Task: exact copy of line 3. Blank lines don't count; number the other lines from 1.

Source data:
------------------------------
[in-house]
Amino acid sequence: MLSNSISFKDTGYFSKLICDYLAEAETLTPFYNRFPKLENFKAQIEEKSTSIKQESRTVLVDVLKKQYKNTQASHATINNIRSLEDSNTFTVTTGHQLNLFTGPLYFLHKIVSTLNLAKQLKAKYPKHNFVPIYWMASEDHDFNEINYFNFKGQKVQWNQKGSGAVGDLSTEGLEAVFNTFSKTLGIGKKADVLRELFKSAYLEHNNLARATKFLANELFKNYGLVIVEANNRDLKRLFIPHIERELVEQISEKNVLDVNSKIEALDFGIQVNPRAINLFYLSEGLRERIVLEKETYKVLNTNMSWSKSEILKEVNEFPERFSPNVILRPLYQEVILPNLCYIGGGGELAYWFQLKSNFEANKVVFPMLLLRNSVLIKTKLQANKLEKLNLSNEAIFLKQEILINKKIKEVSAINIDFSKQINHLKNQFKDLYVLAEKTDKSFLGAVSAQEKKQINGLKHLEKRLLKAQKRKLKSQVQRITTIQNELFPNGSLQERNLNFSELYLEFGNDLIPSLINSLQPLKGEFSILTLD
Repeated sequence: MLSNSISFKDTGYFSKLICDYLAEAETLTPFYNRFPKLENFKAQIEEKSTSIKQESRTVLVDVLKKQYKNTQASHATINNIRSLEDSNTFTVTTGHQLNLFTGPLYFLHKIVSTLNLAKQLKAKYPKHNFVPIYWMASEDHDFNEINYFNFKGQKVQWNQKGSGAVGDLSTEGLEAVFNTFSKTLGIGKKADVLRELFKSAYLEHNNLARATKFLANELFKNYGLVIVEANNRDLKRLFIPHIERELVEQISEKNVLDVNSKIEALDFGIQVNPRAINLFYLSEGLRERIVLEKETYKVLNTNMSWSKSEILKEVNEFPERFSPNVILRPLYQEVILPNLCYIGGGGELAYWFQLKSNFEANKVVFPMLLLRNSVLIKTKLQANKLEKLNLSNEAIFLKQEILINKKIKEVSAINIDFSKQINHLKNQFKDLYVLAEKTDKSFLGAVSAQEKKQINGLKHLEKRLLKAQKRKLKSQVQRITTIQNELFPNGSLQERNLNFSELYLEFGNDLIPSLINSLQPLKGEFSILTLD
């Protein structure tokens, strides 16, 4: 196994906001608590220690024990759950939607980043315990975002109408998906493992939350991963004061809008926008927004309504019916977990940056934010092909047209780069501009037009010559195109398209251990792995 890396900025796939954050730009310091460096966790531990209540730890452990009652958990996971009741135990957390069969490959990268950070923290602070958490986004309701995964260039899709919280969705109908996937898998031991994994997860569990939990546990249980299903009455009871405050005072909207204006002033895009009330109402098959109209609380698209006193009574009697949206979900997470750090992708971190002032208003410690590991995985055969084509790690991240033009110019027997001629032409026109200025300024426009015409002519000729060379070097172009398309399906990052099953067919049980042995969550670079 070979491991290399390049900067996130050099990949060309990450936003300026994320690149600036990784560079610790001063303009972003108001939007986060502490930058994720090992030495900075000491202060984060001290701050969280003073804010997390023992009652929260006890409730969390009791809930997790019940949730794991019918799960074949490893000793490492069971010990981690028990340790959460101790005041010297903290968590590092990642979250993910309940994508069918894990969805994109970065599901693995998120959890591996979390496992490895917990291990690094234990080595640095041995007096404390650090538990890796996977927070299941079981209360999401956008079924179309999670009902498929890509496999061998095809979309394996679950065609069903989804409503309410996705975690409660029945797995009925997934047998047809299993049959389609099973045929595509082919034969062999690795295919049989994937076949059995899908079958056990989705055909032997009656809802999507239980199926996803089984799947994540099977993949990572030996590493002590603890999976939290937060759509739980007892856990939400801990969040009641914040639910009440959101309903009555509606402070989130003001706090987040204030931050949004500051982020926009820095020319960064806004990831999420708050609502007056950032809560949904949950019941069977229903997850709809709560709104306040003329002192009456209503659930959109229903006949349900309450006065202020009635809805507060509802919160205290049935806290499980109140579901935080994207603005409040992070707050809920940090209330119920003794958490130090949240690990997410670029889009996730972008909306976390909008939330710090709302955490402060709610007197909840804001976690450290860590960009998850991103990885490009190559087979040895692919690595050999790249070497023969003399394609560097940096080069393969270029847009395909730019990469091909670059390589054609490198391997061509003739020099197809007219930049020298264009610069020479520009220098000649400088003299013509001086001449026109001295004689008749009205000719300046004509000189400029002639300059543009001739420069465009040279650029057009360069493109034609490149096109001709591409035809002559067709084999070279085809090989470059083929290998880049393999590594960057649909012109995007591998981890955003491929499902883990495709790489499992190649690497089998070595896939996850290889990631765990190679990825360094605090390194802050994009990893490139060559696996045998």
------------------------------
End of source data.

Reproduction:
Repeated sequence: MLSNSISFKDTGYFSKLICDYLAEAETLTPFYNRFPKLENFKAQIEEKSTSIKQESRTVLVDVLKKQYKNTQASHATINNIRSLEDSNTFTVTTGHQLNLFTGPLYFLHKIVSTLNLAKQLKAKYPKHNFVPIYWMASEDHDFNEINYFNFKGQKVQWNQKGSGAVGDLSTEGLEAVFNTFSKTLGIGKKADVLRELFKSAYLEHNNLARATKFLANELFKNYGLVIVEANNRDLKRLFIPHIERELVEQISEKNVLDVNSKIEALDFGIQVNPRAINLFYLSEGLRERIVLEKETYKVLNTNMSWSKSEILKEVNEFPERFSPNVILRPLYQEVILPNLCYIGGGGELAYWFQLKSNFEANKVVFPMLLLRNSVLIKTKLQANKLEKLNLSNEAIFLKQEILINKKIKEVSAINIDFSKQINHLKNQFKDLYVLAEKTDKSFLGAVSAQEKKQINGLKHLEKRLLKAQKRKLKSQVQRITTIQNELFPNGSLQERNLNFSELYLEFGNDLIPSLINSLQPLKGEFSILTLD